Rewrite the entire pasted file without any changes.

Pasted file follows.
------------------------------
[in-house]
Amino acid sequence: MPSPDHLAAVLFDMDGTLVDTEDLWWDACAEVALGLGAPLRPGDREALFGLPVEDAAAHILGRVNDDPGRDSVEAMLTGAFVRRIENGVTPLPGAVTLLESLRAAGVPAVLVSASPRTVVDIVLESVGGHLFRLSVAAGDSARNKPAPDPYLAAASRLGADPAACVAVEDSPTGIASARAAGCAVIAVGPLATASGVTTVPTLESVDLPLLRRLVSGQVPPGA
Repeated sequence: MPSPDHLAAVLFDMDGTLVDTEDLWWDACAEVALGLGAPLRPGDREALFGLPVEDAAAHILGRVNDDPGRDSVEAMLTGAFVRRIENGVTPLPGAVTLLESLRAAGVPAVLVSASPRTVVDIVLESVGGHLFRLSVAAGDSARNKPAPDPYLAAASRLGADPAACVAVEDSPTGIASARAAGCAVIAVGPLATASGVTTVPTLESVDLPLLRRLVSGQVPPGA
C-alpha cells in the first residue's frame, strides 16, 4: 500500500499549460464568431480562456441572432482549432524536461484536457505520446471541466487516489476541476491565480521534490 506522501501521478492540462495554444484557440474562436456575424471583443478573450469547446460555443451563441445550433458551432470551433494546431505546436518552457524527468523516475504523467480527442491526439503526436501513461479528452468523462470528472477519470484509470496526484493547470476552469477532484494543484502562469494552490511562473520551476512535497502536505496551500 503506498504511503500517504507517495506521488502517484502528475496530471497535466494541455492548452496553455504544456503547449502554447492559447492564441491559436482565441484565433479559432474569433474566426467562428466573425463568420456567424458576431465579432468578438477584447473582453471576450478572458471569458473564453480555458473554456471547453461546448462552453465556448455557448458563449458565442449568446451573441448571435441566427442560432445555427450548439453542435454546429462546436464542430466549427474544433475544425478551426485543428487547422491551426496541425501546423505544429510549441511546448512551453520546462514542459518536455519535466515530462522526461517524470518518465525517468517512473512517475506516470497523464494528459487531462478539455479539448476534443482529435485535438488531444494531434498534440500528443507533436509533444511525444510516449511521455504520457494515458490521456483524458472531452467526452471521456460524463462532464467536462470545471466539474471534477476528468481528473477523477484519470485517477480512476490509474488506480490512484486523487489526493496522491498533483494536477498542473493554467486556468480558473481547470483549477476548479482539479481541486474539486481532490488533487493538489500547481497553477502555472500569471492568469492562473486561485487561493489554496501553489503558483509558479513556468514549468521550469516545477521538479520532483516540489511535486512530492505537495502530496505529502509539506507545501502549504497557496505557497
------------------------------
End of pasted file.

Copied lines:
[in-house]
Amino acid sequence: MPSPDHLAAVLFDMDGTLVDTEDLWWDACAEVALGLGAPLRPGDREALFGLPVEDAAAHILGRVNDDPGRDSVEAMLTGAFVRRIENGVTPLPGAVTLLESLRAAGVPAVLVSASPRTVVDIVLESVGGHLFRLSVAAGDSARNKPAPDPYLAAASRLGADPAACVAVEDSPTGIASARAAGCAVIAVGPLATASGVTTVPTLESVDLPLLRRLVSGQVPPGA
Repeated sequence: MPSPDHLAAVLFDMDGTLVDTEDLWWDACAEVALGLGAPLRPGDREALFGLPVEDAAAHILGRVNDDPGRDSVEAMLTGAFVRRIENGVTPLPGAVTLLESLRAAGVPAVLVSASPRTVVDIVLESVGGHLFRLSVAAGDSARNKPAPDPYLAAASRLGADPAACVAVEDSPTGIASARAAGCAVIAVGPLATASGVTTVPTLESVDLPLLRRLVSGQVPPGA
C-alpha cells in the first residue's frame, strides 16, 4: 500500500499549460464568431480562456441572432482549432524536461484536457505520446471541466487516489476541476491565480521534490 506522501501521478492540462495554444484557440474562436456575424471583443478573450469547446460555443451563441445550433458551432470551433494546431505546436518552457524527468523516475504523467480527442491526439503526436501513461479528452468523462470528472477519470484509470496526484493547470476552469477532484494543484502562469494552490511562473520551476512535497502536505496551500 503506498504511503500517504507517495506521488502517484502528475496530471497535466494541455492548452496553455504544456503547449502554447492559447492564441491559436482565441484565433479559432474569433474566426467562428466573425463568420456567424458576431465579432468578438477584447473582453471576450478572458471569458473564453480555458473554456471547453461546448462552453465556448455557448458563449458565442449568446451573441448571435441566427442560432445555427450548439453542435454546429462546436464542430466549427474544433475544425478551426485543428487547422491551426496541425501546423505544429510549441511546448512551453520546462514542459518536455519535466515530462522526461517524470518518465525517468517512473512517475506516470497523464494528459487531462478539455479539448476534443482529435485535438488531444494531434498534440500528443507533436509533444511525444510516449511521455504520457494515458490521456483524458472531452467526452471521456460524463462532464467536462470545471466539474471534477476528468481528473477523477484519470485517477480512476490509474488506480490512484486523487489526493496522491498533483494536477498542473493554467486556468480558473481547470483549477476548479482539479481541486474539486481532490488533487493538489500547481497553477502555472500569471492568469492562473486561485487561493489554496501553489503558483509558479513556468514549468521550469516545477521538479520532483516540489511535486512530492505537495502530496505529502509539506507545501502549504497557496505557497